A short addendum to my review of A.P.R. Howatt’s A History of English Language Teaching.
The Commonwealth Conference at University College of Makerere, Uganda, has been seized on as as a symbolic point in the history of teaching English (which is interesting in itself).
According to the 1961 Makerere Report, the issue of teaching English in Africa was not “in any way concerned with politics”. It was only to be a “gateway to better communications, better education, and so a higher standard of living and better understanding”.
For Robert Phillipson in Linguistic Imperialism, this is a crystallisation of how the discipline of TEFL/ TESL has insisted on being seen as outside of the political sphere, negating any role for itself outside the self-evident narrative of Progress, and stubbornly making this plain in the minutes from the word go.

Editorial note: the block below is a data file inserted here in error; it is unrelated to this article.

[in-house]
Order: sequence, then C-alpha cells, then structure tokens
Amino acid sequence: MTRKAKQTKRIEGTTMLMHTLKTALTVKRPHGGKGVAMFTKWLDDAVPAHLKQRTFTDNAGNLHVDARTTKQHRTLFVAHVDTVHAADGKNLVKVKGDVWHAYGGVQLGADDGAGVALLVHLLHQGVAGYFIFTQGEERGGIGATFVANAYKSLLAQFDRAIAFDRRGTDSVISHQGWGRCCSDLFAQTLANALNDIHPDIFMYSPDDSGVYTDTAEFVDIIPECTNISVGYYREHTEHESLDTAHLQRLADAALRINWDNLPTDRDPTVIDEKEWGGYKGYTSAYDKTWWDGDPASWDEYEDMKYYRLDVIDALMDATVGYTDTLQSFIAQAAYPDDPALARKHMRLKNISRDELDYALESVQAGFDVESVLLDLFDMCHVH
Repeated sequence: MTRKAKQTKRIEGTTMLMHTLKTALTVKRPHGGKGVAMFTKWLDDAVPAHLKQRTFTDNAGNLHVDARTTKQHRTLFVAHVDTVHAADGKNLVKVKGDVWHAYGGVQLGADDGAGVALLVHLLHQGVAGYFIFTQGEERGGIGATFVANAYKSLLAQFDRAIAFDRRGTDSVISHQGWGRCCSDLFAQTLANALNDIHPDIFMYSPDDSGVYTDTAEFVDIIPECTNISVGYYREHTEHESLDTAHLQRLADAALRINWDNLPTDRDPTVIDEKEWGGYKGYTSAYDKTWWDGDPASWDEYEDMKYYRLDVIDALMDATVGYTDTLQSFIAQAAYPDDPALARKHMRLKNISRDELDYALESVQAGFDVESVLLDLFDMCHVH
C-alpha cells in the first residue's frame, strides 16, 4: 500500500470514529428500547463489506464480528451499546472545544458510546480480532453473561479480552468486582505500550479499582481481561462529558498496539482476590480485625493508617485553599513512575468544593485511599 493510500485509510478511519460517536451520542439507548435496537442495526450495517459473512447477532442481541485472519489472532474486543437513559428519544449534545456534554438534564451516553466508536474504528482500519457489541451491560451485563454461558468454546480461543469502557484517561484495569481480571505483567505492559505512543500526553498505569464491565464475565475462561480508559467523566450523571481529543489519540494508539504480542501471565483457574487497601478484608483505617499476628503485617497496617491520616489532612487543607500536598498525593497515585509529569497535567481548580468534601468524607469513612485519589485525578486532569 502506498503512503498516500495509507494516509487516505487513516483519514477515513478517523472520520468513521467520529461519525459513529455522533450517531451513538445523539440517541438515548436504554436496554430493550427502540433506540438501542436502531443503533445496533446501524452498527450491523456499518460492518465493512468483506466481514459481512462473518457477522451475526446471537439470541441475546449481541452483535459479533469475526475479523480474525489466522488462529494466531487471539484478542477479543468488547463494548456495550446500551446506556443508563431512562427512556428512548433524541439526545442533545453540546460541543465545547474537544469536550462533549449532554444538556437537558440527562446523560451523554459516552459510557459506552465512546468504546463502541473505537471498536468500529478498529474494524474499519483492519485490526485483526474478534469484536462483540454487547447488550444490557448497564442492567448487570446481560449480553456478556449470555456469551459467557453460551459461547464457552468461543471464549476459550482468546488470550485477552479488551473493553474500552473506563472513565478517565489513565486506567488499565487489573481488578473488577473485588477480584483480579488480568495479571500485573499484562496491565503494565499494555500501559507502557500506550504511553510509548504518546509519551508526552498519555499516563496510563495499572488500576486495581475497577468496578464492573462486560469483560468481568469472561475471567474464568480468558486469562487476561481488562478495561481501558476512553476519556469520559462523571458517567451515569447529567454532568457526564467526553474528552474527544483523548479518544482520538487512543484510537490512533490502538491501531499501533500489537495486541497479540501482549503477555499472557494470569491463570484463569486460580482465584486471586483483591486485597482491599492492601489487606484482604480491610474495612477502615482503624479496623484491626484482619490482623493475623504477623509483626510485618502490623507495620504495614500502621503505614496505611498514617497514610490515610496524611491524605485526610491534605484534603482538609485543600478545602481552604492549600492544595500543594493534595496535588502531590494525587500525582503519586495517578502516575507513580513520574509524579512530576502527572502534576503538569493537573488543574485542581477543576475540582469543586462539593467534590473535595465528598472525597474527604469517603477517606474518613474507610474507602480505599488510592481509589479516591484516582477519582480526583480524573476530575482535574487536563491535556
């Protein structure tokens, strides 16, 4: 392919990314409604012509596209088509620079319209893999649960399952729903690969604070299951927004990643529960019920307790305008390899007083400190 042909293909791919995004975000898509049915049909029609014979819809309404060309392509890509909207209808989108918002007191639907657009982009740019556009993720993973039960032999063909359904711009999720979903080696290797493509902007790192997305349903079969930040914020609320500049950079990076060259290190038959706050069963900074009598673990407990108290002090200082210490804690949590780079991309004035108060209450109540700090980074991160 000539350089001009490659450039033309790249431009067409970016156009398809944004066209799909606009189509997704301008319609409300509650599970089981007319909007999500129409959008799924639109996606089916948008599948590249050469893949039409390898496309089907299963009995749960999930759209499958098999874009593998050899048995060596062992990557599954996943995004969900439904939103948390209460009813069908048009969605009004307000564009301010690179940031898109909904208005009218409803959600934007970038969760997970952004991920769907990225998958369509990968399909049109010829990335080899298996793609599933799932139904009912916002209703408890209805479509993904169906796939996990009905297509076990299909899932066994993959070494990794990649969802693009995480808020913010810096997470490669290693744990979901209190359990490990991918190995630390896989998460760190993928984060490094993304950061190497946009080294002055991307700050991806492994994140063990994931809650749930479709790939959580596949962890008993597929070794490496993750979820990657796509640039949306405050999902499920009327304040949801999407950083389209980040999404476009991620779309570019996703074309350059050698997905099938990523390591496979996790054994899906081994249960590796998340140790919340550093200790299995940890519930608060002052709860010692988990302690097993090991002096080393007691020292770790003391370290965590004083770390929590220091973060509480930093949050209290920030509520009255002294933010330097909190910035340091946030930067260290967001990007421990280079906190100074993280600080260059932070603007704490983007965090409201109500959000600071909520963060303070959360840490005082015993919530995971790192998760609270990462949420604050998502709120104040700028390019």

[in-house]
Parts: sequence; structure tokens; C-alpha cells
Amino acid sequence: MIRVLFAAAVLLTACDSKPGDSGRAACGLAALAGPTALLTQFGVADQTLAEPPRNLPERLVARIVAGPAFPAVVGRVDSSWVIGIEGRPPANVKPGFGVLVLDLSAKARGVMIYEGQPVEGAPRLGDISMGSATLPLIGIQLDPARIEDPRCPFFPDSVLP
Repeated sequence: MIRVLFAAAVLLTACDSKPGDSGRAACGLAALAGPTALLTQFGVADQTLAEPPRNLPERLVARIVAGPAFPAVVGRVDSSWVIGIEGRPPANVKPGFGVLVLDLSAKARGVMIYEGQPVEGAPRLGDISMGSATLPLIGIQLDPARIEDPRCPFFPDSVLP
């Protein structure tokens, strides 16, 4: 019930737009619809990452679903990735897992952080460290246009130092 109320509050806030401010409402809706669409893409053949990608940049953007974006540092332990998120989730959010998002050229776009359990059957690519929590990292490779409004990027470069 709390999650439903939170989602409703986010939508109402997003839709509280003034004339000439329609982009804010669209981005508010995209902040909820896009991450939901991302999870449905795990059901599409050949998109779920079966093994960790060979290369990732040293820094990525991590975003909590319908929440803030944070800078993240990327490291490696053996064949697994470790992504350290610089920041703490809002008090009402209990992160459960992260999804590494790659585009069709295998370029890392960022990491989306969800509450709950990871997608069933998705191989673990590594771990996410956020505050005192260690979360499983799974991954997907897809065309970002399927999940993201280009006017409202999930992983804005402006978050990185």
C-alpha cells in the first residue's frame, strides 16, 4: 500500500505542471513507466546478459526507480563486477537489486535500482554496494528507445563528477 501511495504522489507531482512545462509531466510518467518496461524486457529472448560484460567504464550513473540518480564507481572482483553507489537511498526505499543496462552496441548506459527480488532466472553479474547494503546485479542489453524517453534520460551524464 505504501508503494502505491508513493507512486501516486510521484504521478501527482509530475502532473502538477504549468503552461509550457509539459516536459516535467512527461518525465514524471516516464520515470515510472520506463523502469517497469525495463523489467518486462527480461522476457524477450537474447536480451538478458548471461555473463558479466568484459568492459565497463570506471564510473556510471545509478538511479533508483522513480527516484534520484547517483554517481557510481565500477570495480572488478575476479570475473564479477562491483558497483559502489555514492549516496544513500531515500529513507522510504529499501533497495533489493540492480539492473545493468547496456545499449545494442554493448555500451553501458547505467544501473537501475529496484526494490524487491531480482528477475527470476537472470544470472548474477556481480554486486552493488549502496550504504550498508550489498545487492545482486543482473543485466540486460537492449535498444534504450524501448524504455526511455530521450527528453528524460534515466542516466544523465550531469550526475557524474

Pedagogy, the classroom, the choice of medium: disinterested decisions. Or at least if these do have wider consequences, it is not the role of professional teachers to examine them. The divisions between disciplines hold everything strictly in place.
More on Phillipson’s book soon.